For Nigeria to join the ranks of the world's 10 largest economies, she has to wait 30 more years, renowned economist Jim O'Neill has said.
O'Neill in 2001 jolted the world to the prospects of Brazil, Russia, India and China emerging as potential powerhouses of the world economy. His prophecy that Nigeria could emerge the 20th largest world economy by 2025 caught President Olusegun Obasanjo's imagination so much so that he decreed that Nigeria would arrive the destination by 2020, hence the idea of Vision 20: 2020 that became the national mantra.
While the 2020 date has come under heavy criticism, leading observers of the nation's economic trends to conclude that significant development would come later than 2020, O'Neill is however not discouraged as he has now identified the "Mint" countries - Mexico, Indonesia, Nigeria and Turkey - as emerging economic giants, as distinct from Brics countries.
He asked, "So can the Mints join the top 10 largest economies in the world, after the US, China, the rest of the Brics and maybe Japan? I think so, though it may take 30 years."
The soothsayer's new tale rests on four planks. First, the four Mint countries have relatively large populations in common; this is expected to provide local demand for rising outputs of goods and services. The relatively youthful populations as in Nigeria means a rise in the number of people eligible to work relative to those not working. O'Neill therefore believes that if Mexico, Indonesia, Nigeria and Turkey get their act together, some of them could match China-style double-digit growth rates in two decades.
Second, O'Neill quoted Mexican foreign minister Jose Antonio Meade Kuribrena as saying that they all have geographical positions that should be an advantage as patterns of world trade change. For example, Mexico is next door to the US, but also Latin America. Indonesia is in the heart of South-east Asia but also has deep connections with China. Turkey is in both the West and East. According to him, Nigeria's geographical location could become a key asset in the future if African countries stop fighting and choose to trade with each other.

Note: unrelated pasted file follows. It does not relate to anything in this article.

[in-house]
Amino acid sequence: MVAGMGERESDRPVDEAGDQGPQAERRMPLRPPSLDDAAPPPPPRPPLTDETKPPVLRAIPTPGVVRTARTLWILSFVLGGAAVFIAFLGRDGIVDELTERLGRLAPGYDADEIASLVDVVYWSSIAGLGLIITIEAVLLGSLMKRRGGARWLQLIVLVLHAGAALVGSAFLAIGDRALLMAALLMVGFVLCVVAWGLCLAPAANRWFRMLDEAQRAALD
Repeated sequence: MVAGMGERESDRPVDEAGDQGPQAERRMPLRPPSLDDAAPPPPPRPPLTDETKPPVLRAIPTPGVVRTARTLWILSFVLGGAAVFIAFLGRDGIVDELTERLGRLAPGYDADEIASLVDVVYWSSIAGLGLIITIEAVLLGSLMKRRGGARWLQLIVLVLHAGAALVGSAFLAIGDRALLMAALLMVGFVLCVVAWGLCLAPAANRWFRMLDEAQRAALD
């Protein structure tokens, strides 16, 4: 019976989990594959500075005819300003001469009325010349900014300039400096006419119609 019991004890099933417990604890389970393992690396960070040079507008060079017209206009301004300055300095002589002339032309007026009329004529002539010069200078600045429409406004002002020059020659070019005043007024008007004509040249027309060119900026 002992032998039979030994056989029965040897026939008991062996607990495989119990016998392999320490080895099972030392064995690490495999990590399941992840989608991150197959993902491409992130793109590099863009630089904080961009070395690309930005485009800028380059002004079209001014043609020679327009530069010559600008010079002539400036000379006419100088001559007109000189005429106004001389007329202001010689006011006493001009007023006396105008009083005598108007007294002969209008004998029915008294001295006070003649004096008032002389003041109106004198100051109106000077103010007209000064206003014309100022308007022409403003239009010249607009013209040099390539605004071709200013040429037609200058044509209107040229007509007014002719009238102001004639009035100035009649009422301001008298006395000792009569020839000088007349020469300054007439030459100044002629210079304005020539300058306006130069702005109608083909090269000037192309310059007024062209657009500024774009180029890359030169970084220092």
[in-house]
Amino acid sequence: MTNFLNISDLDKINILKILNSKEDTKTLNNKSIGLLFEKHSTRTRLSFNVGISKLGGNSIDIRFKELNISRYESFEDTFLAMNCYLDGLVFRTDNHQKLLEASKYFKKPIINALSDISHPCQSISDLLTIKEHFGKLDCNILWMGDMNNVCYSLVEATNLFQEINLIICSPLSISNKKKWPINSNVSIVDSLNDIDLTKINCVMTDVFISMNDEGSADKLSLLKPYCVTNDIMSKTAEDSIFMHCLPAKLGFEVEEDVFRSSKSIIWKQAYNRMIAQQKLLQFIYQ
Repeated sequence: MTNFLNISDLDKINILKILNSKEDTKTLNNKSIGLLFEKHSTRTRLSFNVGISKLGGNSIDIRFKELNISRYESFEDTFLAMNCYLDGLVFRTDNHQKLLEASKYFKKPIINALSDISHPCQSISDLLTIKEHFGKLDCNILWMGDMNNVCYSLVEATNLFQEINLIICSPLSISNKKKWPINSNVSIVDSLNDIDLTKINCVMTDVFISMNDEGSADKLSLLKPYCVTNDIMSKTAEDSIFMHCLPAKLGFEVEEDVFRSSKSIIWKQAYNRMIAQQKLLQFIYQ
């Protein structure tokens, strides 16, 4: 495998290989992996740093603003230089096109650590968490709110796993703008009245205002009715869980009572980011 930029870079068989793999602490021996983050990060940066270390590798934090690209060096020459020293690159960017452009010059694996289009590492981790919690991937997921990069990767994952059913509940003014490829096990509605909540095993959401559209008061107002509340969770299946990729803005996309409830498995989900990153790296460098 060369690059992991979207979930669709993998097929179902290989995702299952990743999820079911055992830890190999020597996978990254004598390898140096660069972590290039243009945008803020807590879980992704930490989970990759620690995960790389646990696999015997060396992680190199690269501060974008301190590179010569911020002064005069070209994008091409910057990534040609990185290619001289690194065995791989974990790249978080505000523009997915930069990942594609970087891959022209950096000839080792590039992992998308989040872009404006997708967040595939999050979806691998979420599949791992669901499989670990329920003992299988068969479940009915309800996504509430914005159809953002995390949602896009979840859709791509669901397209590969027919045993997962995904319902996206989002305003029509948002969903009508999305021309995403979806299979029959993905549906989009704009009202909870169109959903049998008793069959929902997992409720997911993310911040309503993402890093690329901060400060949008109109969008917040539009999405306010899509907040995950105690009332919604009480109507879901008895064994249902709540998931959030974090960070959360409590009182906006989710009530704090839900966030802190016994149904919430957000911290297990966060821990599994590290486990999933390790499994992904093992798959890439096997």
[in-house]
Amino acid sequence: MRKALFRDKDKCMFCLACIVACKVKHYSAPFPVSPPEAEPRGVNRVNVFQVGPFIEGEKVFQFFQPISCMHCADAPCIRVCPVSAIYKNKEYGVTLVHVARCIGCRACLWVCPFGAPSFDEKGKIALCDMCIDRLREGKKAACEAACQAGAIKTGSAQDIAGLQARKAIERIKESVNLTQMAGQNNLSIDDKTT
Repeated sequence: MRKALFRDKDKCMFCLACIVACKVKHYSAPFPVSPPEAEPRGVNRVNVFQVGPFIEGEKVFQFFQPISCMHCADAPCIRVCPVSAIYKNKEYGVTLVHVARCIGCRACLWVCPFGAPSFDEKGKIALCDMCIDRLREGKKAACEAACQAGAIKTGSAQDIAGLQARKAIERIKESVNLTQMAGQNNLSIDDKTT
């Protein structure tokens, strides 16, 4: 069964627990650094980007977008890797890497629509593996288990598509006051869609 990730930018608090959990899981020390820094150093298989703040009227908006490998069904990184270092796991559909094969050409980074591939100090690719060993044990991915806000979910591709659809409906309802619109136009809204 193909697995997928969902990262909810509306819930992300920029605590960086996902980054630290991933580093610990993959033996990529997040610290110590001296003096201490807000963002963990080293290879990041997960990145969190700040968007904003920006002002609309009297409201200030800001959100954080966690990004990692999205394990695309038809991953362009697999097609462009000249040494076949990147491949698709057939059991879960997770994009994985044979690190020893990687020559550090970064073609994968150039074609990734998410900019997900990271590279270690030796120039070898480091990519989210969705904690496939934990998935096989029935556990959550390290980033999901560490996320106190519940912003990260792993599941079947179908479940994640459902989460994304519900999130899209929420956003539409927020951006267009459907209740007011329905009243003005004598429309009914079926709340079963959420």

"This might in fact be the basis for the Mint countries developing their own economic-political club just as the Bric countries did - one of the biggest surprises of the whole Bric thing for me. I can smell the possibility of a Mint club already," O'Neill stated
"What I also realised after talking to Meade Kuribrena is that the creation of the Mint acronym could spur pressure for Nigeria to become a member of the G20, as the other Mints already are.
"This was something the charismatic Nigerian finance minister, Ngozi Okonjo-Iweala, was keen to talk about: 'We know our time will come,' she said. 'We think they are missing something by not having us.'"
Thirdly, three of the Mints - Mexico, Indonesia and Nigeria - are commodity producers and only Turkey isn't. This contrasts with the Bric countries where two - Brazil and Russia - are commodity producers and the other two - China and India - aren't.
The soothsayer reports that his tour of the MINT countries changed his perception of the key development challenges confronting them. For instance he encountered Central Bank governor Sanusi Lamido Sanusi in Nigeria who argued that corruption rarely prevents economic development - and that the growth of the economy, accompanied by improvements in education, will lead to better governance and greater transparency.
He considered Sanusi's perspective important as an alternative to often simplistic Western way of thinking. "For many credible people in the MINT countries, corruption is a consequence of their weak past, not a cause of a weak future, and certainly not the number-one challenge. It falls way down a list compared with the costs of energy and the breadth of its availability and, of course, infrastructure," he observed.
O'Niell cites an amazing statistic indicating that about 170 million people in Nigeria share about the same amount of power that is used by about 1.5 million people in the UK with almost every business in Nigeria generating its own power. The costs are enormous."Can you imagine, can you believe, that this country has been growing at 7 per cent with no power, with zero power? It's a joke," he quoted Africa's richest man, Aliko Dangote, as saying.
O'Niell believes that Nigeria could grow at 10-12 per cent by sorting out this problem alone, doubling the size of its economy in six or seven years."
In terms of wealth, Mexico and Turkey are at about the same level, earning annually about $10,000 (£6,100) per head. This compares with $3,500 (£2,100) per head in Indonesia and $1,500 (£900) per head in Nigeria, which is on a par with India. They are a bit behind Russia - $14,000 (£8,500) per head - and Brazil on $11,300 (£6,800), but still a bit ahead of China - $6,000 (£3,600).